This Crude Oil Pipeline Runs Proper Underneath South Austin
There’s almost sufficient pipeline transporting crude oil and other chemicals buried below Texas to reach the moon and back. Last week, one small section of that infrastructure in Bastrop County was damaged by a upkeep crew. The end result was a spill of greater than 50,000 gallons of crude oil.
That wasn’t the primary time that particular pipeline, the Longhorn pipeline, raised issues in Central Texas.
The pipeline’s history can tell you a large number about how communities and pipelines change, and generally come in conflict. It was constructed to carry crude oil from the Permian Basin in West Texas to refineries in Houston way back within the 1950s – when the state was a completely completely different place.
Lawyer Bill Christian works on pipeline cases for landowners.
Credit Courtesy of Bill Christian
“Texas, clearly, is growing steadily in population and a few once-remote areas the place pipelines were the one thing in town at the moment are seeing communities spring up around them,” says Invoice Christian, a lawyer with Graves Dougherty Hearon & Moody who works on pipeline cases for landowners.
He says the Longhorn line truly went dormant for some years while Texas oil naphtha production slumped. Then within the ’90s, companies noticed a business alternative to reverse the pipeline’s stream and use it to ship fuel from Houston out west.
“When the Longhorn pipeline was put back in operation within the 1990s, a lot of people have been very shocked to see that it was practically of their backyards in South Austin,” Christian says.
One of those people was Austin-primarily based environmental engineer Lauren Ross.
“Actually, it was the [company that runs the pipeline that] originally approached me and said, ‘Will you’re employed for us ’” Ross says. “I consulted with some of my environmental allies, [asking] ‘Do you think that is a good idea ’ they usually stated, ‘No actually we’d like to rent you.’”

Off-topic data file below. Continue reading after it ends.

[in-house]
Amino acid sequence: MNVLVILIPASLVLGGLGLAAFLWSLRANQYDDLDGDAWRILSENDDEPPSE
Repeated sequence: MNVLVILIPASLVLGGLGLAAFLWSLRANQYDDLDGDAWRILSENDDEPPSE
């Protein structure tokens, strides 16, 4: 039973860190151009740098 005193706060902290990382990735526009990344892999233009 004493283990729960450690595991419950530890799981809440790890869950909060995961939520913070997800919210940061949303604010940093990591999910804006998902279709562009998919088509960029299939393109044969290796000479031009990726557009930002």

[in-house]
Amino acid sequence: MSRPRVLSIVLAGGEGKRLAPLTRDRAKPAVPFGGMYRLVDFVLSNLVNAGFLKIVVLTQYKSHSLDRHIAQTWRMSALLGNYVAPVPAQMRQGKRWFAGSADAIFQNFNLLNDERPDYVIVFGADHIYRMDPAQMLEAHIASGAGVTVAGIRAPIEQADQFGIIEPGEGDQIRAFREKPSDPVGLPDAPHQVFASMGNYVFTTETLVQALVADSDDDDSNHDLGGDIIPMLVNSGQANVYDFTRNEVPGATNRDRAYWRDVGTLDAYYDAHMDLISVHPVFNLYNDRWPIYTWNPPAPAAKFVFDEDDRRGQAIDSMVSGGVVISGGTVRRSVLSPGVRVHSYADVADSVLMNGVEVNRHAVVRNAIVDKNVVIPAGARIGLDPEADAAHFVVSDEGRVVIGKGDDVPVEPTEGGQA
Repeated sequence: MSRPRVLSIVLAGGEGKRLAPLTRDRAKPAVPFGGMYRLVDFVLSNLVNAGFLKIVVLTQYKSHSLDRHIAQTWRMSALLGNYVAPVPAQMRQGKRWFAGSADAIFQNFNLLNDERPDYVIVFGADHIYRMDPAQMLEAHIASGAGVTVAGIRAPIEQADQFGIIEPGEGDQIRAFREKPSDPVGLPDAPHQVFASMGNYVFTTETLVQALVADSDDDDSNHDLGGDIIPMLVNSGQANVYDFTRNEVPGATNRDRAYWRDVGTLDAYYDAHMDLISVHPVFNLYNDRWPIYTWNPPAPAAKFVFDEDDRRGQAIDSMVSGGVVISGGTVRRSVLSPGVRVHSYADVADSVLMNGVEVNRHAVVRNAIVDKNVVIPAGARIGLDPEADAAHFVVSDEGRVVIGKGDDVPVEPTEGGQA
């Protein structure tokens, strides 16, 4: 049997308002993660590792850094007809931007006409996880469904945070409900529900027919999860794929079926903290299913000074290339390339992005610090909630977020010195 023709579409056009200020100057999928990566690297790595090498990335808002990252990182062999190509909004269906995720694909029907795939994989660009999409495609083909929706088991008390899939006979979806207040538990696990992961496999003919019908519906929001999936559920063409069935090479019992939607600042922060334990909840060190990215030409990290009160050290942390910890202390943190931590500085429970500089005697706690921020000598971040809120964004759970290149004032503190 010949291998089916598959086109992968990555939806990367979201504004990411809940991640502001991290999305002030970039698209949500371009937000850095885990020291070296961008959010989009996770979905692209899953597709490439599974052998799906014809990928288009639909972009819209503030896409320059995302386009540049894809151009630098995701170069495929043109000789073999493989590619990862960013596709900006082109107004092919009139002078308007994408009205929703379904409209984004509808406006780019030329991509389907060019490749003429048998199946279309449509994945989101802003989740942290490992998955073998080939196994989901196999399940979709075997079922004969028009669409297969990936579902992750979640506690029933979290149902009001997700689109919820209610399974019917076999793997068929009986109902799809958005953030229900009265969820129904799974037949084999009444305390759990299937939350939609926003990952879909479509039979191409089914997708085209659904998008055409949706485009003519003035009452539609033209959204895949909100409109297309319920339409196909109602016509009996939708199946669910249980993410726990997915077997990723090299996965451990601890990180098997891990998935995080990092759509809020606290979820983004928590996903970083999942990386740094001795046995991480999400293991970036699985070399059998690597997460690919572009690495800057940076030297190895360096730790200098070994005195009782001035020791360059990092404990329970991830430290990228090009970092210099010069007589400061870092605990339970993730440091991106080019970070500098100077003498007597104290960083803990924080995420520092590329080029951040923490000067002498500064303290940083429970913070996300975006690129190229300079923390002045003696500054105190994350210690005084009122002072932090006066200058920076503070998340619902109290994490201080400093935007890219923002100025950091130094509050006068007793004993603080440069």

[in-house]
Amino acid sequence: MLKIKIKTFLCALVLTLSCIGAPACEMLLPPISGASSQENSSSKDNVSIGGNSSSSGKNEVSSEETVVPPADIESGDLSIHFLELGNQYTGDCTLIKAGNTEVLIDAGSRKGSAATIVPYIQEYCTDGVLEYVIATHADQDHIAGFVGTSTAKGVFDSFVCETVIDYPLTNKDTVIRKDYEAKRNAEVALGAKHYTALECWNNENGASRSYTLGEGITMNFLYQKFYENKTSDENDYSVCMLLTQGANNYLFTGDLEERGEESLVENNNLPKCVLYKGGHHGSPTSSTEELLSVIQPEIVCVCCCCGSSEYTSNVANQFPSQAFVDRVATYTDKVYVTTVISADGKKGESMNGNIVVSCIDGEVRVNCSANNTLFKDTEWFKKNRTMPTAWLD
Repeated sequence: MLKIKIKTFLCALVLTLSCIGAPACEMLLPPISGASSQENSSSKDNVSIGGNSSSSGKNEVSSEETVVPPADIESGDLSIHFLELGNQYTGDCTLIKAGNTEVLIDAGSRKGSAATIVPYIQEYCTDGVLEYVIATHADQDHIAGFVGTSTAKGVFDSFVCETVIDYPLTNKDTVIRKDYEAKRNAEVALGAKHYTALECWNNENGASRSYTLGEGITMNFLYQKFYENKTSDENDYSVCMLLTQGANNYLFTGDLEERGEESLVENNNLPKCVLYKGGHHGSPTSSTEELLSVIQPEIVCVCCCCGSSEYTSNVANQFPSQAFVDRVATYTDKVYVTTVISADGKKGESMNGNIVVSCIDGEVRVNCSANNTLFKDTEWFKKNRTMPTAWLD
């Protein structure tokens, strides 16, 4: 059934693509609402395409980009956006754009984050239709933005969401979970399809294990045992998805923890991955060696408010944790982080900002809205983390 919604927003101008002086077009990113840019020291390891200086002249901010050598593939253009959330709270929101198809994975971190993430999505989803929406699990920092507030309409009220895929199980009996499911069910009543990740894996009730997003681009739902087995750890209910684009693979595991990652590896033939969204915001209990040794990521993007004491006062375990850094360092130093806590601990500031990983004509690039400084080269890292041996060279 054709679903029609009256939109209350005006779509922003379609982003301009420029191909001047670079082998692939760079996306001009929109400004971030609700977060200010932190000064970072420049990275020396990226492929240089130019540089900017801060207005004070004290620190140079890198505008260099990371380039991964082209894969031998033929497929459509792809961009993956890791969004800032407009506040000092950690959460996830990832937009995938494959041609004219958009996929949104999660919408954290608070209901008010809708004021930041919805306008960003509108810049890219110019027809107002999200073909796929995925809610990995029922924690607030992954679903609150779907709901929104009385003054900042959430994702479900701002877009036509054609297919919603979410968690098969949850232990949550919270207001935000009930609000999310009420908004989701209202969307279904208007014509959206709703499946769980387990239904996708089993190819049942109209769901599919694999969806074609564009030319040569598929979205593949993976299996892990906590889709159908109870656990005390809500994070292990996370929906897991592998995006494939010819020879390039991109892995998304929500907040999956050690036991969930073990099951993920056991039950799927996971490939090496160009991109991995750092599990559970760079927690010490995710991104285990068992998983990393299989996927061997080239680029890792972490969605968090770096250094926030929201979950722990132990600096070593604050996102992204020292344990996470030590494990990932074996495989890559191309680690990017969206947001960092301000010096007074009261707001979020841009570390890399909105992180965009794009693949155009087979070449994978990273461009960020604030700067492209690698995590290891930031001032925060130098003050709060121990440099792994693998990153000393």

KUT’s Mose Buchele studies
Ross and her group fought the new plan — but misplaced. The pipeline converted to carrying gasoline in the early 2000s.
Then, about seven years ago, a new oil boom hit Texas, and the pipeline reverted to its authentic use. It again carries crude to Houston.
Christian says that is an essential lesson: “The use of the pipeline can change based in the marketplace conditions.”
It’s necessary due to the chance associated with totally different chemicals.
Ross says when she heard in regards yellowhead petroleum products review to the rupture in Bastrop last yellowhead petroleum products review week she was actually glad that it was crude oil and not gasoline, “because crude oil is just not as flammable, so it’s safer.”
She also imagines that the incident taught a lot of people in South Austin that a pipeline runs beneath them. It crosses into Austin across the Onion Creek neighborhood and runs west into Circle C.
However it’s not all built of the identical material.
When the pipeline was reopened round 20 years ago, Ross says, staff “did fully replace [the pipeline] by the Edwards Aquifer Recharge Zone and within the watershed of Pedernales River [with] state-of-the-artwork pipeline.”
“If you go to the Dove Springs neighborhood or to Bastrop, these items of pipe were not changed.”
A spokesperson for the corporate that now runs the Longhorn pipeline, Magellan Midstream Companions, told KUT the incident final week “was attributable to a contractor who broken the line with excavation tools. The accident had completely no correlation to the age of the pipeline.”
Magellan says the pipeline is already repaired and operating crude again. Regardless of such spills, consultants say, pipelines stay the safest approach to transport crude oil and other chemicals.